HOLIDAY ISLAND -- The desperate-sounding email came from local Holiday Island property owner Mariellen Griffith. She said she was in Spain with her cousin, who was suffering from a kidney disorder and needed a transplant right away to save her life.
Could we send $1,500 right away to help her out? Griffith had traveled with very little money because of the emergency and promised to pay it back when she returned home with her cousin in tow to get the transplant done in the States.
"We've gotten about five or six calls about this," said Donald Soderberg, who returned our call to Mariellen. "Someone has hacked her email address with AOL and sent this out. Mariellen is not in Spain and doesn't have a cousin needing a kidney transplant. Sorry about that."
This kind of spam email, called the "Help Me Scam" or the "Grandparent Scam," has been going around for quite some time. Grandparents will receive an email supposedly from a grandchild or a friend overseas who has been robbed of money and passport and needs financial help.
The email appears to come from a legitimate email address of the person they know. But if they hit "Reply," their email goes to a "Reply-To" address that differs slightly from the real email address.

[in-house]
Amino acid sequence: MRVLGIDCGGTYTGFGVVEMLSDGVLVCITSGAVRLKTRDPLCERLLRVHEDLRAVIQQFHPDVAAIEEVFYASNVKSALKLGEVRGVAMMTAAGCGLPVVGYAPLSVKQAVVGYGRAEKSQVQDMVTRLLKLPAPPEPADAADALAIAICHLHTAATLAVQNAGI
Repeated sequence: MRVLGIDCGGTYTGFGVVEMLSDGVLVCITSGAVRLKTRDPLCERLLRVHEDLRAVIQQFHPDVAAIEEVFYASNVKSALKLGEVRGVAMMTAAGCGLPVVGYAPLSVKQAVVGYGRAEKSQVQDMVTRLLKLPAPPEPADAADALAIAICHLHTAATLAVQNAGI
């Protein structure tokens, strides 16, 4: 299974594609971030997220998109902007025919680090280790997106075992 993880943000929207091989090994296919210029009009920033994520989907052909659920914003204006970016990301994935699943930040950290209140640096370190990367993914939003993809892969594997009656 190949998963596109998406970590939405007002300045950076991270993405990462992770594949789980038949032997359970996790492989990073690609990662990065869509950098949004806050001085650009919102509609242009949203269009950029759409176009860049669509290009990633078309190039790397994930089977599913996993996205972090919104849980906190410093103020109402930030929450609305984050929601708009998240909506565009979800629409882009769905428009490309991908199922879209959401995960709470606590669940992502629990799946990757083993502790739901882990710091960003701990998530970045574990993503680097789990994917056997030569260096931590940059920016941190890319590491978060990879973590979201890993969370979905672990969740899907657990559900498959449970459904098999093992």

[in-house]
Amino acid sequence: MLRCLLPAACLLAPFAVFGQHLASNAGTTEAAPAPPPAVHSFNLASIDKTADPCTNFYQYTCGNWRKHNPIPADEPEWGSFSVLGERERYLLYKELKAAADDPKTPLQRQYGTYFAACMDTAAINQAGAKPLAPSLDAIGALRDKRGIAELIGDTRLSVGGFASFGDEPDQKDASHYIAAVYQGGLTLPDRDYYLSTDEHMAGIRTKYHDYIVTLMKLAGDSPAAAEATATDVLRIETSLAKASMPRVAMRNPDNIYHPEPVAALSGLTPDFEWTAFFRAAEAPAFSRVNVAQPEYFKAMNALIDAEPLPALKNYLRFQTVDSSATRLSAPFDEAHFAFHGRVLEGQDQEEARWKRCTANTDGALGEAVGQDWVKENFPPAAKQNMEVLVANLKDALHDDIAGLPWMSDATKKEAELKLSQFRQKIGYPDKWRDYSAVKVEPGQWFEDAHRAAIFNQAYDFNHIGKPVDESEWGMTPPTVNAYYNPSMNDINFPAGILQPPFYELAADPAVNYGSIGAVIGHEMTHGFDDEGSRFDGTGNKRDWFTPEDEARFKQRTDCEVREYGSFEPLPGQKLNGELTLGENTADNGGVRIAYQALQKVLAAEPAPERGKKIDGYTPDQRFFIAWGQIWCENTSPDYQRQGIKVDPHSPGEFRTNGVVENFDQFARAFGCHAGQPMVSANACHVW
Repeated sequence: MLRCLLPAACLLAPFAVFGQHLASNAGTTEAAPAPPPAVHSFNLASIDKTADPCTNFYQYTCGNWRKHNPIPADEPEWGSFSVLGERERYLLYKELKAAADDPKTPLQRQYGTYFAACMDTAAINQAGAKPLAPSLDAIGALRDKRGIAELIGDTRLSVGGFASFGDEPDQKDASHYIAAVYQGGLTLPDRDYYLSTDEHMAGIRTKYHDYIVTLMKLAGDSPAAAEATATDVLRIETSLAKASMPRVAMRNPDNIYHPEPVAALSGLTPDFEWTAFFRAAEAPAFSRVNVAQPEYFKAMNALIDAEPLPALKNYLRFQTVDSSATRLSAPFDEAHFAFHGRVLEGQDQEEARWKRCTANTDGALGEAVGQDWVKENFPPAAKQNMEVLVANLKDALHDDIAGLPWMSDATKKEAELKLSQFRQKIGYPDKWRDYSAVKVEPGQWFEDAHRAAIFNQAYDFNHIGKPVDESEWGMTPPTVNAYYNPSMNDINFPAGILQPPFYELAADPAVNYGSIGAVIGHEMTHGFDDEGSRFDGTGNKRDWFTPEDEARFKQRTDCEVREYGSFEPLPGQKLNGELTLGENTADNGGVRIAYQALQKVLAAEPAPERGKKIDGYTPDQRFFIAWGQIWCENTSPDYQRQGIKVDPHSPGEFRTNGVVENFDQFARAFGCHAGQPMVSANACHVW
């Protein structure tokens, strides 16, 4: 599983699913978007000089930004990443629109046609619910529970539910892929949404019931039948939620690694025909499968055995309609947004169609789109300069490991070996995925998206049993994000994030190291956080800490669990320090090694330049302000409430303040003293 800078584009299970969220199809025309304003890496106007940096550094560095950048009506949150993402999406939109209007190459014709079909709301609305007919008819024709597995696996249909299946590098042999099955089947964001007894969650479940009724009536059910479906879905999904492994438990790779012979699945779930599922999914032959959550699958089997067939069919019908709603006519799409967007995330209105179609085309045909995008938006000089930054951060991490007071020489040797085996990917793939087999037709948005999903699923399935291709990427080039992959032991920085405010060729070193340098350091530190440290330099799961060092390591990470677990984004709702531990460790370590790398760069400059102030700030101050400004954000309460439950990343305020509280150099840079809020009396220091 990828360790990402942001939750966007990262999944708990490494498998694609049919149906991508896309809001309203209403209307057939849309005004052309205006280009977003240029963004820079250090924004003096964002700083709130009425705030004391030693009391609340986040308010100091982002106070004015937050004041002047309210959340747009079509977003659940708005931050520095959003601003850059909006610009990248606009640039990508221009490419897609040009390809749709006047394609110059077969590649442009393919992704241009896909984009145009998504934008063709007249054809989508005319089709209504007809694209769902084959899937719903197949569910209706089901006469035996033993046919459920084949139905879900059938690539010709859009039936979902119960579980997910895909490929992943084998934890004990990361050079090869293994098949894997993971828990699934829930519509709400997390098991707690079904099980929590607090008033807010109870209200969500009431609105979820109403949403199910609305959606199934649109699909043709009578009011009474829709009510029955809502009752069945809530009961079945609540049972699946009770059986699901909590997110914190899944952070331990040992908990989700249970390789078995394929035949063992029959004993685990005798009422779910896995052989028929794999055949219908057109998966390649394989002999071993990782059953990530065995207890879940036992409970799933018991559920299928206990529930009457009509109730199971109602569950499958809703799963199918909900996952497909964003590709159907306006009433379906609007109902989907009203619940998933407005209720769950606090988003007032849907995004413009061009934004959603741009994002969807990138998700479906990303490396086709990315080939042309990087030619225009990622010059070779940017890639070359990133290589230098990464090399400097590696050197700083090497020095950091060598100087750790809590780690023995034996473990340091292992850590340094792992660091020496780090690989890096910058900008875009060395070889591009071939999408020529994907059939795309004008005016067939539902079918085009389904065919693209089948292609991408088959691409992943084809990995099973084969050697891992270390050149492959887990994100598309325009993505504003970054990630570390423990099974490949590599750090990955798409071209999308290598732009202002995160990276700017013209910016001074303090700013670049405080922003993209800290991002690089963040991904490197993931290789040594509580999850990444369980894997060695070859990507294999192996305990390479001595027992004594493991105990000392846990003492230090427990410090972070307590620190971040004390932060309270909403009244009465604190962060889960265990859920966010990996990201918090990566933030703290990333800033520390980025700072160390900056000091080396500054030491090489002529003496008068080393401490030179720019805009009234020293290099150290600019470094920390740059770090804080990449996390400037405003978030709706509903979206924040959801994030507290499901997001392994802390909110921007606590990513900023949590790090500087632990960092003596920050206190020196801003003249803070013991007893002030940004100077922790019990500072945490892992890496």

According to the Consumer Federation of America, based in Washington, D.C., people are targeted through marketing lists, social networking sites like Facebook, telephone listings, obituaries and other sources. Scammers reading obituaries can get the names of family members to make their plea sound more legitimate.
But sometimes scammers don't always know the names of who they are contacting.
Some scams involve a phone call from a supposed grandchild asking for help.
They will call in the middle of the night when people are sleepy and say, "Hi, Grandma!" If the person being called says, "David, is that you?" the scammer has hit the jackpot.
They always want money to be sent immediately.
If you receive such a call, ask questions that would be hard for an impostor to answer, such as the name of a pet or a mother's or sibling's birthday. Even if they give the correct information, tell them you will call them back, and then call other friends or family members to confirm the legitimacy of the story.
"Mariellen has changed her password and reassured everyone they don't need to send $1,500," said Soderberg.
Then he joked, "Of course, if you want to send me $1,500, I'll be more than happy to accept it, but I won't be spending it on a kidney transplant!"